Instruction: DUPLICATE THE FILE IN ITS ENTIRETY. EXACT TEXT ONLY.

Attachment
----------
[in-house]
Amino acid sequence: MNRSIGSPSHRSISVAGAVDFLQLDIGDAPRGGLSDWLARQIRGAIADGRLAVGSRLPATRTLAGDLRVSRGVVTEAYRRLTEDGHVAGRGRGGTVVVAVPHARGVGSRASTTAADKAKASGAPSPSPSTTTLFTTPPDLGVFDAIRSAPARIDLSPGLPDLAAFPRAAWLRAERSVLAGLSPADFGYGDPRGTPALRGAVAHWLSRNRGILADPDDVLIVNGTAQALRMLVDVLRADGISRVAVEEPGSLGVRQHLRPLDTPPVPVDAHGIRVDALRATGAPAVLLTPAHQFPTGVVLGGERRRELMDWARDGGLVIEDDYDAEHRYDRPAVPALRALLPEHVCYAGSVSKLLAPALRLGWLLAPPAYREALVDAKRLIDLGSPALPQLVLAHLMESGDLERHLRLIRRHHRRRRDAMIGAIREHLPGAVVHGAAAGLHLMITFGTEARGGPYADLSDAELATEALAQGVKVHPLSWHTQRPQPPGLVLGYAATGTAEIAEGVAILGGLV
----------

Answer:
[in-house]
Amino acid sequence: MNRSIGSPSHRSISVAGAVDFLQLDIGDAPRGGLSDWLARQIRGAIADGRLAVGSRLPATRTLAGDLRVSRGVVTEAYRRLTEDGHVAGRGRGGTVVVAVPHARGVGSRASTTAADKAKASGAPSPSPSTTTLFTTPPDLGVFDAIRSAPARIDLSPGLPDLAAFPRAAWLRAERSVLAGLSPADFGYGDPRGTPALRGAVAHWLSRNRGILADPDDVLIVNGTAQALRMLVDVLRADGISRVAVEEPGSLGVRQHLRPLDTPPVPVDAHGIRVDALRATGAPAVLLTPAHQFPTGVVLGGERRRELMDWARDGGLVIEDDYDAEHRYDRPAVPALRALLPEHVCYAGSVSKLLAPALRLGWLLAPPAYREALVDAKRLIDLGSPALPQLVLAHLMESGDLERHLRLIRRHHRRRRDAMIGAIREHLPGAVVHGAAAGLHLMITFGTEARGGPYADLSDAELATEALAQGVKVHPLSWHTQRPQPPGLVLGYAATGTAEIAEGVAILGGLV